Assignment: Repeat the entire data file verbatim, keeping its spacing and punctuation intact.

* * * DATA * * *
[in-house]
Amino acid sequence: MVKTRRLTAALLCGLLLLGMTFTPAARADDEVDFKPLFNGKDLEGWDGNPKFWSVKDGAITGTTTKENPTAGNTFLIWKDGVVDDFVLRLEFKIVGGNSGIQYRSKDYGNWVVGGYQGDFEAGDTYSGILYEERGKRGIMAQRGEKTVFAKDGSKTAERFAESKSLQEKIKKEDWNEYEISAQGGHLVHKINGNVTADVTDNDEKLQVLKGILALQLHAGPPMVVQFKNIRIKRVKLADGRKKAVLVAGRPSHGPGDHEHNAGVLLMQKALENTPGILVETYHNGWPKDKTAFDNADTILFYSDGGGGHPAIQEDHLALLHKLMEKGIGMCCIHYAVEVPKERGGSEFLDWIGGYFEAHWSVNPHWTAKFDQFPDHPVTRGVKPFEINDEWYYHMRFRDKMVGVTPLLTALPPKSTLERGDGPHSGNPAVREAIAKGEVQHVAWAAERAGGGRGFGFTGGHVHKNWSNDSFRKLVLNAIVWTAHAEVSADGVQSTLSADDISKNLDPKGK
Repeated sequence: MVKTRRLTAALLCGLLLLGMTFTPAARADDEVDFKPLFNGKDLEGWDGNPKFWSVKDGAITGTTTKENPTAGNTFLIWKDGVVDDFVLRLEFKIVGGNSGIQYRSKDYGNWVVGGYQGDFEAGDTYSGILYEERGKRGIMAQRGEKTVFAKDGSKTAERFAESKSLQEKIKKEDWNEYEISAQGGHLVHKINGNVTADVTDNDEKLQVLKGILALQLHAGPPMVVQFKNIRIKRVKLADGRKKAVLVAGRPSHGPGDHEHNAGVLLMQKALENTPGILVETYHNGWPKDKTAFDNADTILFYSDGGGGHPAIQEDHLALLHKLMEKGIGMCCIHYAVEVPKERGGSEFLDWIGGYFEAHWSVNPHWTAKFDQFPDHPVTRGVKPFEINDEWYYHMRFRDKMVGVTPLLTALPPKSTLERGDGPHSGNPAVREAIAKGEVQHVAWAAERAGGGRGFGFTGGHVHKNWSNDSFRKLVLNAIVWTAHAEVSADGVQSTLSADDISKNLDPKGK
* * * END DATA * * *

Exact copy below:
[in-house]
Amino acid sequence: MVKTRRLTAALLCGLLLLGMTFTPAARADDEVDFKPLFNGKDLEGWDGNPKFWSVKDGAITGTTTKENPTAGNTFLIWKDGVVDDFVLRLEFKIVGGNSGIQYRSKDYGNWVVGGYQGDFEAGDTYSGILYEERGKRGIMAQRGEKTVFAKDGSKTAERFAESKSLQEKIKKEDWNEYEISAQGGHLVHKINGNVTADVTDNDEKLQVLKGILALQLHAGPPMVVQFKNIRIKRVKLADGRKKAVLVAGRPSHGPGDHEHNAGVLLMQKALENTPGILVETYHNGWPKDKTAFDNADTILFYSDGGGGHPAIQEDHLALLHKLMEKGIGMCCIHYAVEVPKERGGSEFLDWIGGYFEAHWSVNPHWTAKFDQFPDHPVTRGVKPFEINDEWYYHMRFRDKMVGVTPLLTALPPKSTLERGDGPHSGNPAVREAIAKGEVQHVAWAAERAGGGRGFGFTGGHVHKNWSNDSFRKLVLNAIVWTAHAEVSADGVQSTLSADDISKNLDPKGK
Repeated sequence: MVKTRRLTAALLCGLLLLGMTFTPAARADDEVDFKPLFNGKDLEGWDGNPKFWSVKDGAITGTTTKENPTAGNTFLIWKDGVVDDFVLRLEFKIVGGNSGIQYRSKDYGNWVVGGYQGDFEAGDTYSGILYEERGKRGIMAQRGEKTVFAKDGSKTAERFAESKSLQEKIKKEDWNEYEISAQGGHLVHKINGNVTADVTDNDEKLQVLKGILALQLHAGPPMVVQFKNIRIKRVKLADGRKKAVLVAGRPSHGPGDHEHNAGVLLMQKALENTPGILVETYHNGWPKDKTAFDNADTILFYSDGGGGHPAIQEDHLALLHKLMEKGIGMCCIHYAVEVPKERGGSEFLDWIGGYFEAHWSVNPHWTAKFDQFPDHPVTRGVKPFEINDEWYYHMRFRDKMVGVTPLLTALPPKSTLERGDGPHSGNPAVREAIAKGEVQHVAWAAERAGGGRGFGFTGGHVHKNWSNDSFRKLVLNAIVWTAHAEVSADGVQSTLSADDISKNLDPKGK